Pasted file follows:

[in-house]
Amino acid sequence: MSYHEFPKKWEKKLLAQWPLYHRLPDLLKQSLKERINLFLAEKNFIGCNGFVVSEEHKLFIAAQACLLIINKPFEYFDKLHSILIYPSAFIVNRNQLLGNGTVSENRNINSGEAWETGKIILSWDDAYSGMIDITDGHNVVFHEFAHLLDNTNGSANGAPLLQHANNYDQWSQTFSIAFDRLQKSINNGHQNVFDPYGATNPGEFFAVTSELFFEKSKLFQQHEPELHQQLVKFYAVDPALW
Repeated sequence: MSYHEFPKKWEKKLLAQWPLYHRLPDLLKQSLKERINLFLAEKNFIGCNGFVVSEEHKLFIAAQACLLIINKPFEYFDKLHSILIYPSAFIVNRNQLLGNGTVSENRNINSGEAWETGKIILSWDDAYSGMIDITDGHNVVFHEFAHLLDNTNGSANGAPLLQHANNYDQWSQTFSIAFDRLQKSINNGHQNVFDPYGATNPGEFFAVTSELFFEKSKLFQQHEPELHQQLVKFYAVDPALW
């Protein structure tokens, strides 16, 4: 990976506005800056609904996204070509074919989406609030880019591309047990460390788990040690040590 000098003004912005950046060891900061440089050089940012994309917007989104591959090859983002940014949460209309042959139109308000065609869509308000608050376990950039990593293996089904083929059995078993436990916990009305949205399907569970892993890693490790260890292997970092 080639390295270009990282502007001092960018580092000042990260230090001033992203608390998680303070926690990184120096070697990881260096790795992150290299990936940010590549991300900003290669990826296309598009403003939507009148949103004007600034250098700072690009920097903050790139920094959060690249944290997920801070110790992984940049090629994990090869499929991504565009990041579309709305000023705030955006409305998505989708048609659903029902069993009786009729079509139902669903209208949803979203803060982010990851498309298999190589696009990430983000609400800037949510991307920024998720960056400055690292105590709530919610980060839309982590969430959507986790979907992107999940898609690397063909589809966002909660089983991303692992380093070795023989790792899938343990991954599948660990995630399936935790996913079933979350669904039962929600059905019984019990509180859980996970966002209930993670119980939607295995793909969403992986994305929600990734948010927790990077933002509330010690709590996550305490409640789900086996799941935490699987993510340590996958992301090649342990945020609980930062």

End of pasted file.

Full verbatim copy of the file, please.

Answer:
[in-house]
Amino acid sequence: MSYHEFPKKWEKKLLAQWPLYHRLPDLLKQSLKERINLFLAEKNFIGCNGFVVSEEHKLFIAAQACLLIINKPFEYFDKLHSILIYPSAFIVNRNQLLGNGTVSENRNINSGEAWETGKIILSWDDAYSGMIDITDGHNVVFHEFAHLLDNTNGSANGAPLLQHANNYDQWSQTFSIAFDRLQKSINNGHQNVFDPYGATNPGEFFAVTSELFFEKSKLFQQHEPELHQQLVKFYAVDPALW
Repeated sequence: MSYHEFPKKWEKKLLAQWPLYHRLPDLLKQSLKERINLFLAEKNFIGCNGFVVSEEHKLFIAAQACLLIINKPFEYFDKLHSILIYPSAFIVNRNQLLGNGTVSENRNINSGEAWETGKIILSWDDAYSGMIDITDGHNVVFHEFAHLLDNTNGSANGAPLLQHANNYDQWSQTFSIAFDRLQKSINNGHQNVFDPYGATNPGEFFAVTSELFFEKSKLFQQHEPELHQQLVKFYAVDPALW
């Protein structure tokens, strides 16, 4: 990976506005800056609904996204070509074919989406609030880019591309047990460390788990040690040590 000098003004912005950046060891900061440089050089940012994309917007989104591959090859983002940014949460209309042959139109308000065609869509308000608050376990950039990593293996089904083929059995078993436990916990009305949205399907569970892993890693490790260890292997970092 080639390295270009990282502007001092960018580092000042990260230090001033992203608390998680303070926690990184120096070697990881260096790795992150290299990936940010590549991300900003290669990826296309598009403003939507009148949103004007600034250098700072690009920097903050790139920094959060690249944290997920801070110790992984940049090629994990090869499929991504565009990041579309709305000023705030955006409305998505989708048609659903029902069993009786009729079509139902669903209208949803979203803060982010990851498309298999190589696009990430983000609400800037949510991307920024998720960056400055690292105590709530919610980060839309982590969430959507986790979907992107999940898609690397063909589809966002909660089983991303692992380093070795023989790792899938343990991954599948660990995630399936935790996913079933979350669904039962929600059905019984019990509180859980996970966002209930993670119980939607295995793909969403992986994305929600990734948010927790990077933002509330010690709590996550305490409640789900086996799941935490699987993510340590996958992301090649342990945020609980930062």